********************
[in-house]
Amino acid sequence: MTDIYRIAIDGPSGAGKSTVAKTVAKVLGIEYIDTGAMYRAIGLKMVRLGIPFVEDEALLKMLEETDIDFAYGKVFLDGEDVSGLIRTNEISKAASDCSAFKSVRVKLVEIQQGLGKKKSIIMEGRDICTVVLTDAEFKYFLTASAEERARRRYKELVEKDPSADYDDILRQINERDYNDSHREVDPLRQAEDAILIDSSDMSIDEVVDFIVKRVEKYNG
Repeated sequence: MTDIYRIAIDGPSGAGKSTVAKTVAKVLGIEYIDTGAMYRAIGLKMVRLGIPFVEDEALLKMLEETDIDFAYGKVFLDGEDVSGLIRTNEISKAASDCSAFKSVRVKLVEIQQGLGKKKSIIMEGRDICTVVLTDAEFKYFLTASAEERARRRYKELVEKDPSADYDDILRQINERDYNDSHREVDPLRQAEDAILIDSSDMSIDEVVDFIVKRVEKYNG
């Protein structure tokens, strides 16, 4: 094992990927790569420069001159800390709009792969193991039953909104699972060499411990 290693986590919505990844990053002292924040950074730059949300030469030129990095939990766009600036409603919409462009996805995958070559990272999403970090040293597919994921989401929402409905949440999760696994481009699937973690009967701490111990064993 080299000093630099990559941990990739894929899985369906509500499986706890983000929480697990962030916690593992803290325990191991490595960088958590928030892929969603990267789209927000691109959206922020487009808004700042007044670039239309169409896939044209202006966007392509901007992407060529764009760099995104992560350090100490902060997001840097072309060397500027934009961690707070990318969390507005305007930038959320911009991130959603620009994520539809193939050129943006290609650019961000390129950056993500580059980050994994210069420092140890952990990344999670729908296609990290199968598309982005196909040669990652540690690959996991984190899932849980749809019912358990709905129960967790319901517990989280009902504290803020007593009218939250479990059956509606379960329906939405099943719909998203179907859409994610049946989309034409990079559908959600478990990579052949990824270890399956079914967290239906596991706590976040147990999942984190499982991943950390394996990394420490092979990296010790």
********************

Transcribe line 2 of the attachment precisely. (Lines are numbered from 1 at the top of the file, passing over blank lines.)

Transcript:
Amino acid sequence: MTDIYRIAIDGPSGAGKSTVAKTVAKVLGIEYIDTGAMYRAIGLKMVRLGIPFVEDEALLKMLEETDIDFAYGKVFLDGEDVSGLIRTNEISKAASDCSAFKSVRVKLVEIQQGLGKKKSIIMEGRDICTVVLTDAEFKYFLTASAEERARRRYKELVEKDPSADYDDILRQINERDYNDSHREVDPLRQAEDAILIDSSDMSIDEVVDFIVKRVEKYNG